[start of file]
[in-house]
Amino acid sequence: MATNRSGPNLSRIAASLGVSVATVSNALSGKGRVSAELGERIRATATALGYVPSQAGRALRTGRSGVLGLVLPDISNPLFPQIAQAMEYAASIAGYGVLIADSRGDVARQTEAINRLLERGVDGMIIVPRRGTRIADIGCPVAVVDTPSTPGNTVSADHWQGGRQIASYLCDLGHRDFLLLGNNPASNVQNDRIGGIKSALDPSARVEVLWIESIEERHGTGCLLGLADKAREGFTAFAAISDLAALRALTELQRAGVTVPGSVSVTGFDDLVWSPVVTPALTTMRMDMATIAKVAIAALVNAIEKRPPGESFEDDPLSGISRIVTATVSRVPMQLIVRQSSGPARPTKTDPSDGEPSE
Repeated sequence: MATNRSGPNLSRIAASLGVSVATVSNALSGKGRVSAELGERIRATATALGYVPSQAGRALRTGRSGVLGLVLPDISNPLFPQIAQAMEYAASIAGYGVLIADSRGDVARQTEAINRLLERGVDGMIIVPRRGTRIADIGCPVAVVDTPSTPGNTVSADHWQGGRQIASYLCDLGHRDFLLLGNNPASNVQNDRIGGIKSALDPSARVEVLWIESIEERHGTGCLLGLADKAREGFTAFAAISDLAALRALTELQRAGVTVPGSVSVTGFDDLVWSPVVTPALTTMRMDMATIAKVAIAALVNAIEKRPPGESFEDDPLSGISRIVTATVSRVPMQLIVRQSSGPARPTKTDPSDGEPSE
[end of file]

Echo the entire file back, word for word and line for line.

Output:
[in-house]
Amino acid sequence: MATNRSGPNLSRIAASLGVSVATVSNALSGKGRVSAELGERIRATATALGYVPSQAGRALRTGRSGVLGLVLPDISNPLFPQIAQAMEYAASIAGYGVLIADSRGDVARQTEAINRLLERGVDGMIIVPRRGTRIADIGCPVAVVDTPSTPGNTVSADHWQGGRQIASYLCDLGHRDFLLLGNNPASNVQNDRIGGIKSALDPSARVEVLWIESIEERHGTGCLLGLADKAREGFTAFAAISDLAALRALTELQRAGVTVPGSVSVTGFDDLVWSPVVTPALTTMRMDMATIAKVAIAALVNAIEKRPPGESFEDDPLSGISRIVTATVSRVPMQLIVRQSSGPARPTKTDPSDGEPSE
Repeated sequence: MATNRSGPNLSRIAASLGVSVATVSNALSGKGRVSAELGERIRATATALGYVPSQAGRALRTGRSGVLGLVLPDISNPLFPQIAQAMEYAASIAGYGVLIADSRGDVARQTEAINRLLERGVDGMIIVPRRGTRIADIGCPVAVVDTPSTPGNTVSADHWQGGRQIASYLCDLGHRDFLLLGNNPASNVQNDRIGGIKSALDPSARVEVLWIESIEERHGTGCLLGLADKAREGFTAFAAISDLAALRALTELQRAGVTVPGSVSVTGFDDLVWSPVVTPALTTMRMDMATIAKVAIAALVNAIEKRPPGESFEDDPLSGISRIVTATVSRVPMQLIVRQSSGPARPTKTDPSDGEPSE